Legazpi Airport rehabilitation could take up to 40 days

MANILA, Philippines – The Civil Aviation Authority of the Philippines (CAAP) said the Legazpi Airport, which sustained heavy damage due to Typhoon Tisoy, will continue commercial operations while going through rehabilitation.

In a statement released on Thursday, December 5, CAAP Director General Captain Jim Sydiongco said that he, along with the agency's chief engineer and aerodrome engineers, as well as the chief of the Air Traffic Service, conducted an inspection of the airport the day before.

The inspection team then determined that the airport's full rehabilitation would take between 30 to 40 days, since the pre-departure area was "badly damaged" by the typhoon.

While rehabilitation is ongoing, full commercial operations will still continue through the conversion of the international arrival area into an interim pre-departure area.

"We are aiming that through this interim measure, the passenger terminal building (PTB) still can and will be able to accommodate 400 passengers at any given time in case PAL and Cebu Pacific operate at the same time," Sydiongco said.

Sydiongco added that the damaged areas of the airport can be repaired and made operational by Monday, December 9.

The Office of Transportation Security (OTS) will conduct manual inspections since only one xray machine is currently operational. CAAP will also augment the landside and airside security personnel of the OTS.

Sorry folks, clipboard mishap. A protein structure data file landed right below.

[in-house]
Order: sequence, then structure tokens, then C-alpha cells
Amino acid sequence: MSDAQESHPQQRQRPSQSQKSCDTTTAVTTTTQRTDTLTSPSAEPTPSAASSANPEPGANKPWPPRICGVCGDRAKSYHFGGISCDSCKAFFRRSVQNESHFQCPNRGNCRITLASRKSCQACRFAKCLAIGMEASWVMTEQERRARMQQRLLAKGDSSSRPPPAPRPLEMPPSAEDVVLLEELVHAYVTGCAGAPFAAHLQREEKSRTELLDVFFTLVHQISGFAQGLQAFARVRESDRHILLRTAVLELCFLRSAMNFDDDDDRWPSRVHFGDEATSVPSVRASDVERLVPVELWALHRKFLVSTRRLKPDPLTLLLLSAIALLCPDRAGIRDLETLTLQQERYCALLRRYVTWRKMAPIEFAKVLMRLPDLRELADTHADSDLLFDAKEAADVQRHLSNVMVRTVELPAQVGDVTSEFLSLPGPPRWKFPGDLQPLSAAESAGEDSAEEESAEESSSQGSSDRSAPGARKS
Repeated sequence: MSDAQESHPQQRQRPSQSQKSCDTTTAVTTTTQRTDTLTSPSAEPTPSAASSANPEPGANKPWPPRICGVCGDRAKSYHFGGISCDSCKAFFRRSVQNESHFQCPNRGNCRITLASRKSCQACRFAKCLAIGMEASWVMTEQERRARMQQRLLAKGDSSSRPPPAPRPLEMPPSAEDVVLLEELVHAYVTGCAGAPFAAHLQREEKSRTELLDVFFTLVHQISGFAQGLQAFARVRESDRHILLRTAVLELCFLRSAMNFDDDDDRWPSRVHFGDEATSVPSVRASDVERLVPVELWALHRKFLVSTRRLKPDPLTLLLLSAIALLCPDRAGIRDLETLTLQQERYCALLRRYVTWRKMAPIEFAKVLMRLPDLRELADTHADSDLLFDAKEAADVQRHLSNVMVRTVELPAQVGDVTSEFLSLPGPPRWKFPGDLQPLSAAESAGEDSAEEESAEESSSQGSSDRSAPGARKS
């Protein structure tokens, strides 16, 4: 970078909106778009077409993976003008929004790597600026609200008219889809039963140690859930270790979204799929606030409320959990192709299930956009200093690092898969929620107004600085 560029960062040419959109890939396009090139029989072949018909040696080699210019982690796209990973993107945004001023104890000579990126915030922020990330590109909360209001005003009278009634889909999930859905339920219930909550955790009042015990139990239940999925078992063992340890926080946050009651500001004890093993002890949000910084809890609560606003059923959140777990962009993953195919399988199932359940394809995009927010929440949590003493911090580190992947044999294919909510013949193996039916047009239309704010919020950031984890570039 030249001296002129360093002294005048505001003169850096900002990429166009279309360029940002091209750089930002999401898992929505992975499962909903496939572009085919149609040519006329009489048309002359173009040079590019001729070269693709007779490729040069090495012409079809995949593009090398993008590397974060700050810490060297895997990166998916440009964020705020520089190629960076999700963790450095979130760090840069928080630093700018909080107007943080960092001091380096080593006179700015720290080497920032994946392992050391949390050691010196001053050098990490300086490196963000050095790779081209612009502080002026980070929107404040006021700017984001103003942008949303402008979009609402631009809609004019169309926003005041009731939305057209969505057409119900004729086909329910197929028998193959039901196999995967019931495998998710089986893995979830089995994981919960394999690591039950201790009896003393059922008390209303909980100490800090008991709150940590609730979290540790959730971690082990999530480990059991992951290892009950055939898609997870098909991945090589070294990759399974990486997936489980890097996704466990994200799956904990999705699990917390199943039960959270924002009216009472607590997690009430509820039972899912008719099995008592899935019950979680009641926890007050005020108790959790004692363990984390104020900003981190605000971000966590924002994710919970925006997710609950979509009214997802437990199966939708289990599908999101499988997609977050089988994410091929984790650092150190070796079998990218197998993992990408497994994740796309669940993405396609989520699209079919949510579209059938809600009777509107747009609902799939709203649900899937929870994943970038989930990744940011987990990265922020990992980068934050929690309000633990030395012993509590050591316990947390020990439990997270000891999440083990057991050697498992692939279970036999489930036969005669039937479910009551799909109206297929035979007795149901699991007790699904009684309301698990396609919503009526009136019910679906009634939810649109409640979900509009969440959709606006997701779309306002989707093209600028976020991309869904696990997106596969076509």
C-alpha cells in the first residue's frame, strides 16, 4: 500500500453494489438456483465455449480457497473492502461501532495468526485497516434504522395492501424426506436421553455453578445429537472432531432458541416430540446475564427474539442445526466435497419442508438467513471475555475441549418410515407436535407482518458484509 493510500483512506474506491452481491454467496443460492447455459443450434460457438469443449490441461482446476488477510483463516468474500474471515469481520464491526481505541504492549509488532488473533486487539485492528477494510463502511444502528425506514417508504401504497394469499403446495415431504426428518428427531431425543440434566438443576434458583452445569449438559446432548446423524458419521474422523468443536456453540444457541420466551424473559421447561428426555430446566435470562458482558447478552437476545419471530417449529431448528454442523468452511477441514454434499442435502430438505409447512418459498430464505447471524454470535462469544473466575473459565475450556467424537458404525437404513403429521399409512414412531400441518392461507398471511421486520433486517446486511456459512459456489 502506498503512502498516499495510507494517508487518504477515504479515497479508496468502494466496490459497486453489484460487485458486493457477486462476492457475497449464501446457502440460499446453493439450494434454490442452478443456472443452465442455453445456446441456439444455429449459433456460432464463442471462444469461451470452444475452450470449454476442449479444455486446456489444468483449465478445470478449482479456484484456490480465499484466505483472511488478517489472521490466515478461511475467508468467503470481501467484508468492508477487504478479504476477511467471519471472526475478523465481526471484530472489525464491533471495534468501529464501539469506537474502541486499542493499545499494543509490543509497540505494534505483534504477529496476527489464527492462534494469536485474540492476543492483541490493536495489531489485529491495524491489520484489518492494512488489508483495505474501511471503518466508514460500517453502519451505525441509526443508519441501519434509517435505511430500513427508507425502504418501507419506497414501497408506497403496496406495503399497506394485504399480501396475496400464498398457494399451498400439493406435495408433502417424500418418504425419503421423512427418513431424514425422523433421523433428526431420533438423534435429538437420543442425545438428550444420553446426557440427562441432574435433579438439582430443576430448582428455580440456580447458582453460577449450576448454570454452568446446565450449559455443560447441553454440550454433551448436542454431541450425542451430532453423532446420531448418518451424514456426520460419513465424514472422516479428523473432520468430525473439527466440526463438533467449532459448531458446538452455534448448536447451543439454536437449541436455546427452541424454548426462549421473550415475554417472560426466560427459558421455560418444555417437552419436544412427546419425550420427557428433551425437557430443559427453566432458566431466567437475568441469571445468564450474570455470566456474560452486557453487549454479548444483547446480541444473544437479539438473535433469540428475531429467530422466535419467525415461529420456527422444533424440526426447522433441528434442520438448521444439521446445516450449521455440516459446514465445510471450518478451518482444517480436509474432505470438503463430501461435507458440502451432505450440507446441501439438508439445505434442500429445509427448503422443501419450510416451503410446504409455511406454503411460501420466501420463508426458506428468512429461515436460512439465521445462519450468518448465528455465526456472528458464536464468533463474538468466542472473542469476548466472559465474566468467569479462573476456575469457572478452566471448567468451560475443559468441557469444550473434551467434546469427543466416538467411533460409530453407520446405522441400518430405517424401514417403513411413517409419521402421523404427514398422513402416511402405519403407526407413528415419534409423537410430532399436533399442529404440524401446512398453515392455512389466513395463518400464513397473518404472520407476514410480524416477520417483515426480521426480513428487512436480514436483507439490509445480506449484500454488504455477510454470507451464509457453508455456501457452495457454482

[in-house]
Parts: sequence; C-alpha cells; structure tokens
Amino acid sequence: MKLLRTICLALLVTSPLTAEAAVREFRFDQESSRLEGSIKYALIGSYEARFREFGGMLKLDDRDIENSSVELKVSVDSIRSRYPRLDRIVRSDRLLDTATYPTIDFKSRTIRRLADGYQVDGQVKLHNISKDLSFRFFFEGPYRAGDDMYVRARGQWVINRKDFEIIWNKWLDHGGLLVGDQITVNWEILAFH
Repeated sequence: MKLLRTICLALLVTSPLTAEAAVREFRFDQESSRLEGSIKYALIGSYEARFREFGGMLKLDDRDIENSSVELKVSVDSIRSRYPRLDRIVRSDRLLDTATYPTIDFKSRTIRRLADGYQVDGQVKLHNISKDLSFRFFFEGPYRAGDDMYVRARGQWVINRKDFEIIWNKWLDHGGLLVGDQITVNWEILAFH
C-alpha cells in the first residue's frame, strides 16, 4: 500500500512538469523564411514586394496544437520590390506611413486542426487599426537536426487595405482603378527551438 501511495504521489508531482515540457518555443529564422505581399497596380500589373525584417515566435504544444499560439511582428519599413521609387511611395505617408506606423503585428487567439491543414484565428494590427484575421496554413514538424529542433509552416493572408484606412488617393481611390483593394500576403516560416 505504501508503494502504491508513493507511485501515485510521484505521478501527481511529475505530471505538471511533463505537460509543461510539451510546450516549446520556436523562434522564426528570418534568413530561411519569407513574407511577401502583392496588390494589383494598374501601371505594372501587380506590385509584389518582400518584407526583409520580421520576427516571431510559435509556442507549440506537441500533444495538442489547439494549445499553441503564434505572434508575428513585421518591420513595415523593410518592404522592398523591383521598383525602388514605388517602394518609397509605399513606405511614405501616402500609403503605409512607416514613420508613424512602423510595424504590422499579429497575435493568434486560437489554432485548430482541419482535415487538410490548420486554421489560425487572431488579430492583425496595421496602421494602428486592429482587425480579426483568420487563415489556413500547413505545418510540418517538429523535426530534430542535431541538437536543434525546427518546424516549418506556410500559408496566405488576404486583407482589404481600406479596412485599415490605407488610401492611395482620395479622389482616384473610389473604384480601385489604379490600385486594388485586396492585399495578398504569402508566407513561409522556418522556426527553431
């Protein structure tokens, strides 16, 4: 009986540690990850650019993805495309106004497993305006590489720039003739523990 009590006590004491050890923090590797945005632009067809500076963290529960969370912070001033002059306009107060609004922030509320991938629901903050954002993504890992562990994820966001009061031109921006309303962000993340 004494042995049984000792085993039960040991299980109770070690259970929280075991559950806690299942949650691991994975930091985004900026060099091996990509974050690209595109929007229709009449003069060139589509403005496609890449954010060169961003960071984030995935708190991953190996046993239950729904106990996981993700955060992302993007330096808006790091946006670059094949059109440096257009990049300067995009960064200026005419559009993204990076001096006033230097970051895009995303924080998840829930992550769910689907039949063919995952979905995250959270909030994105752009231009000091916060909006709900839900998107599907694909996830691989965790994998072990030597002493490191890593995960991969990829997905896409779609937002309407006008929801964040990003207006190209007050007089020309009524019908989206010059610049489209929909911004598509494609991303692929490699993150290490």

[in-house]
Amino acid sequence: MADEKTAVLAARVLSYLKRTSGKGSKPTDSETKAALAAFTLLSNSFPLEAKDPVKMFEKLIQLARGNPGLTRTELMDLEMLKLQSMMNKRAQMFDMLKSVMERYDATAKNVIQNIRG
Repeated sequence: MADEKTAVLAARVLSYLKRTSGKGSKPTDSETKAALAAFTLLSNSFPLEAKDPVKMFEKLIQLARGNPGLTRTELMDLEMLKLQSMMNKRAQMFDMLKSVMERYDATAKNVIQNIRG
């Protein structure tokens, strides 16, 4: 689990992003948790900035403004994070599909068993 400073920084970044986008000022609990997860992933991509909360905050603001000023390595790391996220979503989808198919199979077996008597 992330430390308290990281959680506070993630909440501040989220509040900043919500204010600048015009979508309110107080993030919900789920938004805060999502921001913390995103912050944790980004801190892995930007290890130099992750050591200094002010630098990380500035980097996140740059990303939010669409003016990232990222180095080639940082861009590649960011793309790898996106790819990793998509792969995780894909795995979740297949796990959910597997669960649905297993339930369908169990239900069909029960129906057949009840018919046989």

The Legazpi Airport sustained heavy damage as Typhoon Tisoy made landfall in the province of Sorsogon on Tuesday, December 3. (LOOK: Legazpi Airport sustains heavy damage due to Typhoon Tisoy)

The airport was restored to its night-rated capacity by Wednesday, December 4. According to CAAP Area V, the operations were based on visual meteorological conditions as the airport's runway threshold identification light was still inoperable.

Meanwhile, all affected airports handled by CAAP have also returned to normal operations as of Thursday, including the Calbayog Airport in Samar. All markers and wind cones of the airport have been reinstalled, while its passenger terminal, fire station, and vertical path angle have been cleared of debris.

The Catarman Airport in Northern Samar also resumed operations on Thursday. – Rappler.com

Loreben Tuquero

Loreben Tuquero is a researcher-writer for Rappler. Before transferring to Rappler's Research team, she covered transportation, Quezon City, and the Department of the Interior and Local Government as a reporter. She graduated with a communication degree from the Ateneo de Manila University.